On January 16, Bloomberg.com reported that “India, the world’s biggest sugar producer after Brazil, will subsidize shipments of raw sweetener to ease a domestic glut and help mills clear arrears of about $422 million to farmers before elections scheduled by May.”
In other words: This was not a “free market” decision, but purely political.
“The government will give incentives to export 4 million metric tons over two years;” a decision that will “widen a global glut” and sent raw sugar prices tumbling to “the lowest since June 2010.”
One expert predicted that India’s exporters will need “a substantial amount as subsidy for exports to take place because world prices have dropped quite a bit in the last two months.”
“The market is saying it’s already oversupplied,” added Tom McNeill, a director at Green Pool Commodity Specialists Pty. “It doesn’t need further supplies.”
“Global inventories will rise to a record as consumption trails production in the marketing period ending in 2014 for most countries, the U.S. Department of Agriculture forecast in November. Stockpiles in India jumped to 8.85 million tons on Oct. 1, the highest in five years, according to the Indian Sugar Mills Association.”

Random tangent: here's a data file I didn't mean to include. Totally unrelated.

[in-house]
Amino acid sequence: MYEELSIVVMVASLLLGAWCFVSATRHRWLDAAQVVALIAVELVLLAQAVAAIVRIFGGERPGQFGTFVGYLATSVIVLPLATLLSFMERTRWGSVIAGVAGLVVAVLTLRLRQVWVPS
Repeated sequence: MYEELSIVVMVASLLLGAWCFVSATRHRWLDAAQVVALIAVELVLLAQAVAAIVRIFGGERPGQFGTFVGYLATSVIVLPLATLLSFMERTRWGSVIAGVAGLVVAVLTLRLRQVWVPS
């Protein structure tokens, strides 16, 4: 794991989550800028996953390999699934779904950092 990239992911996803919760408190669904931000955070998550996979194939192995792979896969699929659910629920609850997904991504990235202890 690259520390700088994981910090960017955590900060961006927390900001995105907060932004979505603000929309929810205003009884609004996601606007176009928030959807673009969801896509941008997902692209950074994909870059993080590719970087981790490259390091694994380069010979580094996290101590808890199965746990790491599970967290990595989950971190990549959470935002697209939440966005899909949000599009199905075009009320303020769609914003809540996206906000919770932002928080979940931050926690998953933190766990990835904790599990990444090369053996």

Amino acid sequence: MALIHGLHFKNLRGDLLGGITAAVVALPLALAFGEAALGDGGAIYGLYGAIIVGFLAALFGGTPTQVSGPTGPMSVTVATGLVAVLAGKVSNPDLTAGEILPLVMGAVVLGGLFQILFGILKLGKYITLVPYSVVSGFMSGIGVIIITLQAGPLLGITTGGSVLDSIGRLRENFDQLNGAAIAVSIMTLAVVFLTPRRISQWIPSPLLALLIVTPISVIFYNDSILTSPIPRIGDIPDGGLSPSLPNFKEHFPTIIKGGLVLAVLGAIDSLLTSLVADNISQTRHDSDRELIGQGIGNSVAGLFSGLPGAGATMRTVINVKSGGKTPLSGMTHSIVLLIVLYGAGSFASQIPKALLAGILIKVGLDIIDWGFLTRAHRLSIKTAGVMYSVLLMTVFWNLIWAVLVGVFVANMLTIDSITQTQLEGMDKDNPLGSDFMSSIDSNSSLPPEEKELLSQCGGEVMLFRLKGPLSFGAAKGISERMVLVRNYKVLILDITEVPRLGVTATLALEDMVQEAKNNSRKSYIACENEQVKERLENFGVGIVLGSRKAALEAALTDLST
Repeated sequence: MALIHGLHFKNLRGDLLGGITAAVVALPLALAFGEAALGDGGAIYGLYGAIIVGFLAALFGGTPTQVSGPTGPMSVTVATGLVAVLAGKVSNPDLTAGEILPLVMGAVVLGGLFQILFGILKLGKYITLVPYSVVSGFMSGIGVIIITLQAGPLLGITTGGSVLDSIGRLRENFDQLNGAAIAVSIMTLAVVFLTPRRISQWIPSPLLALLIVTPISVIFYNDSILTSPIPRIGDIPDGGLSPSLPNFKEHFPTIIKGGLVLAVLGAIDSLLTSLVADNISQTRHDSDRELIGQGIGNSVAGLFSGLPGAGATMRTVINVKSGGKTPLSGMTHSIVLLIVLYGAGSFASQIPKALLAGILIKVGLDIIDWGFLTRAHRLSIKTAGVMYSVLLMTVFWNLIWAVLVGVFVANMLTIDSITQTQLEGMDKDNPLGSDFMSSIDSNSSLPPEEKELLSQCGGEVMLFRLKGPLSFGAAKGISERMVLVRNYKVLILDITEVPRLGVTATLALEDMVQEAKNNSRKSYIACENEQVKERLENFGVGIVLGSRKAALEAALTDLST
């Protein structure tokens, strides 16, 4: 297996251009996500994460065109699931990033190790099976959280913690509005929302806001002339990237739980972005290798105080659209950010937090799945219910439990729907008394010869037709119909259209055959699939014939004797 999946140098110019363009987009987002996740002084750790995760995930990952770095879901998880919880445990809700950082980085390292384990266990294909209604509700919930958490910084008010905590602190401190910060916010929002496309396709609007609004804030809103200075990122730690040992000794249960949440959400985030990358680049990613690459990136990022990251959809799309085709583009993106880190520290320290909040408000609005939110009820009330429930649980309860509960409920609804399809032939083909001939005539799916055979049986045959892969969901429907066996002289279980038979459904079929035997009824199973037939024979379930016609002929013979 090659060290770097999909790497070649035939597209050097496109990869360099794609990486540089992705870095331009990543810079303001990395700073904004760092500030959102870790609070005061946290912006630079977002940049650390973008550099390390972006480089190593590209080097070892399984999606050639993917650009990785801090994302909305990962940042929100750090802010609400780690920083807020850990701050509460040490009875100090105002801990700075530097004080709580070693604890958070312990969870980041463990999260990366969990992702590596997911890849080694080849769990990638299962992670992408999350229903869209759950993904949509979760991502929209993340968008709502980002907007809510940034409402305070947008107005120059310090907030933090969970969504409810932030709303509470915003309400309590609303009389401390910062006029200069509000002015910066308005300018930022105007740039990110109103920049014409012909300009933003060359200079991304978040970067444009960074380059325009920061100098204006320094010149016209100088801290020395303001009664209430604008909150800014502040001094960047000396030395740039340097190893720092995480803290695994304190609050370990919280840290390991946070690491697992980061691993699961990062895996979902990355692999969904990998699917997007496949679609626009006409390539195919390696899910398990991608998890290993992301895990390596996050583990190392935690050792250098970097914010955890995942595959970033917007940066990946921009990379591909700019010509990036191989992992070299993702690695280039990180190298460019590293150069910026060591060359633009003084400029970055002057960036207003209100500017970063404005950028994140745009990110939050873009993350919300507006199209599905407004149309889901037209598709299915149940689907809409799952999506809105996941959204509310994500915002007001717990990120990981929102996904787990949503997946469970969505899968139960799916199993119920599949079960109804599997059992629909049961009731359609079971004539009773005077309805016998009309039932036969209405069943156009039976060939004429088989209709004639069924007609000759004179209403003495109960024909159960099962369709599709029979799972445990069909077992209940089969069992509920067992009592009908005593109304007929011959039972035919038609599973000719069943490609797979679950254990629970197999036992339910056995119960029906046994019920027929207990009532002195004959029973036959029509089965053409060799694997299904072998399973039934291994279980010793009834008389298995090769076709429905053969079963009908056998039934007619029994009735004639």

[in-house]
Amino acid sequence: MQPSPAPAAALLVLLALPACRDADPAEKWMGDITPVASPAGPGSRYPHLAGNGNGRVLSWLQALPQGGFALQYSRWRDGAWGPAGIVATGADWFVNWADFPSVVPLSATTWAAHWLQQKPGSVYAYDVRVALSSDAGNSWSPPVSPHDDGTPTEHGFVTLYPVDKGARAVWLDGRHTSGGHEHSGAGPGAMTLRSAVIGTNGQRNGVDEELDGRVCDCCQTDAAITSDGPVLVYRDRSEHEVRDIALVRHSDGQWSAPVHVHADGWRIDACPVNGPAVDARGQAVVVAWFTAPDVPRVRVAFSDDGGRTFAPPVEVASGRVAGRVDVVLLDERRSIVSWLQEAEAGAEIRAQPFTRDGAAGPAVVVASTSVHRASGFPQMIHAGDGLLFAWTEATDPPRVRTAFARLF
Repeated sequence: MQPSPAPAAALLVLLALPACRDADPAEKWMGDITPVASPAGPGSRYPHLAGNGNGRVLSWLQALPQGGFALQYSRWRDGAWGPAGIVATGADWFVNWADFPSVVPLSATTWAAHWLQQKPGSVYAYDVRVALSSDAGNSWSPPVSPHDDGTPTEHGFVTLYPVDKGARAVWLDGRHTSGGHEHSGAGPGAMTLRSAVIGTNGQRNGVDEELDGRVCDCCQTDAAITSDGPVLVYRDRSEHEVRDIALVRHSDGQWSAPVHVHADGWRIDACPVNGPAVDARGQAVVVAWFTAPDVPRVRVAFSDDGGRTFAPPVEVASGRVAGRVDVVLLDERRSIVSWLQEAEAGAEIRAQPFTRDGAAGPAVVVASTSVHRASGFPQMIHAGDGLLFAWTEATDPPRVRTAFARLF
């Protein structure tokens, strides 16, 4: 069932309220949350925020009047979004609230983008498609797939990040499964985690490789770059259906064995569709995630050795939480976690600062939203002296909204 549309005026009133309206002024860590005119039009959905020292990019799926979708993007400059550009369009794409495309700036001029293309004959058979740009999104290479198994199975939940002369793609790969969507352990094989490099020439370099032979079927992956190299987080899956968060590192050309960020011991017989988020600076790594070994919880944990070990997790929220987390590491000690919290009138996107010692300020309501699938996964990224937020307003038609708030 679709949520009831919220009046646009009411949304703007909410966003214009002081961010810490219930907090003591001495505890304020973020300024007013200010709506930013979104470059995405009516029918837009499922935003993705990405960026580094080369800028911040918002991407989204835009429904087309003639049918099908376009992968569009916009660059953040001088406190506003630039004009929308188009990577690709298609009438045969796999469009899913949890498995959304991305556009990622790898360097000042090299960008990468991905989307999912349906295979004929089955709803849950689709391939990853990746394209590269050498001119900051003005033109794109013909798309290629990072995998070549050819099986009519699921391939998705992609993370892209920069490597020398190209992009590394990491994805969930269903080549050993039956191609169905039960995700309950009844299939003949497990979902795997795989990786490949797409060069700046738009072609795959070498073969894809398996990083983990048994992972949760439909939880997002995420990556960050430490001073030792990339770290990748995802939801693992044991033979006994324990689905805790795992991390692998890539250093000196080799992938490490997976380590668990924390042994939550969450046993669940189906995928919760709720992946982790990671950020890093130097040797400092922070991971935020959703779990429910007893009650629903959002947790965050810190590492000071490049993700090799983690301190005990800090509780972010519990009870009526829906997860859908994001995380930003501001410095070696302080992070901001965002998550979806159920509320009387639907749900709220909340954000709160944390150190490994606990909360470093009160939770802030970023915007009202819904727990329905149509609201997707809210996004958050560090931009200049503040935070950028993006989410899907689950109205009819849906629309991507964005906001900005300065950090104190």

The problem is that local Indian governments set a higher-than-market price that Indian mills must pay to Indian farmers.
But that price is higher than what Indian refiners can pay to the Indian mills to make refining raw Indian sugar is profitable. So the government is going to give subsidies to the Indian mills so they can pay the Indian farmers the government-set price.
But then the cost of refined Indian sugar will be higher than what Indian refiners can get on the world market, so Bloomberg.com reports that Indian refiners “will also be given the subsidy.”
It’s a price-inflating vicious circle of one subsidy building on another and then another. And this is the distorted so-called “free market” that some expect U.S. sugar farmers to compete in without any protection whatsoever from their own government.
Unless Congress is willing to risk total reliance on unreliable emerging-world governments for its sugar supply, the only sensible policy is to continue the current U.S. sugar program to help U.S. farmers compete in a government-subsidized global market.
Or push for a new zero-for-zero subsidy policy in which all sugar-producing countries get completely out of the sugar subsidy business so everyone, not just American farmers, are competing without crutches.